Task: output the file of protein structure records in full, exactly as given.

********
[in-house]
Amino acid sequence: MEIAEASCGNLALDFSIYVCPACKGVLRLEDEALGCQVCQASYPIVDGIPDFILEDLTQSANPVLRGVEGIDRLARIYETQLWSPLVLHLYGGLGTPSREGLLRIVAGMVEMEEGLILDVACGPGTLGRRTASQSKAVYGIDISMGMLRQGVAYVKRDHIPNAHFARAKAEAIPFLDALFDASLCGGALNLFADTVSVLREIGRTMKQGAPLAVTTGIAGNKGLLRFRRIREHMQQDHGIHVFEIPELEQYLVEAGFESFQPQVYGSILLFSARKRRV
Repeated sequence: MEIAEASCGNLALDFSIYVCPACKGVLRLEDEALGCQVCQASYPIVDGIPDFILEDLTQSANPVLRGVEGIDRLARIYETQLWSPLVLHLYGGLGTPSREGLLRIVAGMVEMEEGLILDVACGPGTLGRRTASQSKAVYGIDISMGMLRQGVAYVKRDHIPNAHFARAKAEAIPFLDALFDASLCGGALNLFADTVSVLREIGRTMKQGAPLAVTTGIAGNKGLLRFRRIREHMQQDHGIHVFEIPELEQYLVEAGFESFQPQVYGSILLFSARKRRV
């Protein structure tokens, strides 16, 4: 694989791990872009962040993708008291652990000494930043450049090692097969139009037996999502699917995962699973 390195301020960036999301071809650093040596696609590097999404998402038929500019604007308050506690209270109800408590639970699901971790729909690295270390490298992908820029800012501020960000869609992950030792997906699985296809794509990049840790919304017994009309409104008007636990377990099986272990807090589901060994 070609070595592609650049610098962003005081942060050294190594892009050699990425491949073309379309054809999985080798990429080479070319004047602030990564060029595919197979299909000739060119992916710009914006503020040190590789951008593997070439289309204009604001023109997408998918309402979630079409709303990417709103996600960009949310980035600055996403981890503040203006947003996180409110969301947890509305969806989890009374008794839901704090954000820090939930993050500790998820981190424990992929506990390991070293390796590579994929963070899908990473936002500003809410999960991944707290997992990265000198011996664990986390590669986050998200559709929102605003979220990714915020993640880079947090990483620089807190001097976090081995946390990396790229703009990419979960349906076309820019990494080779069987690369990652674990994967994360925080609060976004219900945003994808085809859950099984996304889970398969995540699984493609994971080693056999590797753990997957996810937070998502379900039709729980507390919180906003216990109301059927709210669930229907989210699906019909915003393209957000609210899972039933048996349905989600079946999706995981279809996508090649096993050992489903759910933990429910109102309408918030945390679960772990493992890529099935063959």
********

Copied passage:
[in-house]
Amino acid sequence: MEIAEASCGNLALDFSIYVCPACKGVLRLEDEALGCQVCQASYPIVDGIPDFILEDLTQSANPVLRGVEGIDRLARIYETQLWSPLVLHLYGGLGTPSREGLLRIVAGMVEMEEGLILDVACGPGTLGRRTASQSKAVYGIDISMGMLRQGVAYVKRDHIPNAHFARAKAEAIPFLDALFDASLCGGALNLFADTVSVLREIGRTMKQGAPLAVTTGIAGNKGLLRFRRIREHMQQDHGIHVFEIPELEQYLVEAGFESFQPQVYGSILLFSARKRRV
Repeated sequence: MEIAEASCGNLALDFSIYVCPACKGVLRLEDEALGCQVCQASYPIVDGIPDFILEDLTQSANPVLRGVEGIDRLARIYETQLWSPLVLHLYGGLGTPSREGLLRIVAGMVEMEEGLILDVACGPGTLGRRTASQSKAVYGIDISMGMLRQGVAYVKRDHIPNAHFARAKAEAIPFLDALFDASLCGGALNLFADTVSVLREIGRTMKQGAPLAVTTGIAGNKGLLRFRRIREHMQQDHGIHVFEIPELEQYLVEAGFESFQPQVYGSILLFSARKRRV
């Protein structure tokens, strides 16, 4: 694989791990872009962040993708008291652990000494930043450049090692097969139009037996999502699917995962699973 390195301020960036999301071809650093040596696609590097999404998402038929500019604007308050506690209270109800408590639970699901971790729909690295270390490298992908820029800012501020960000869609992950030792997906699985296809794509990049840790919304017994009309409104008007636990377990099986272990807090589901060994 070609070595592609650049610098962003005081942060050294190594892009050699990425491949073309379309054809999985080798990429080479070319004047602030990564060029595919197979299909000739060119992916710009914006503020040190590789951008593997070439289309204009604001023109997408998918309402979630079409709303990417709103996600960009949310980035600055996403981890503040203006947003996180409110969301947890509305969806989890009374008794839901704090954000820090939930993050500790998820981190424990992929506990390991070293390796590579994929963070899908990473936002500003809410999960991944707290997992990265000198011996664990986390590669986050998200559709929102605003979220990714915020993640880079947090990483620089807190001097976090081995946390990396790229703009990419979960349906076309820019990494080779069987690369990652674990994967994360925080609060976004219900945003994808085809859950099984996304889970398969995540699984493609994971080693056999590797753990997957996810937070998502379900039709729980507390919180906003216990109301059927709210669930229907989210699906019909915003393209957000609210899972039933048996349905989600079946999706995981279809996508090649096993050992489903759910933990429910109102309408918030945390679960772990493992890529099935063959």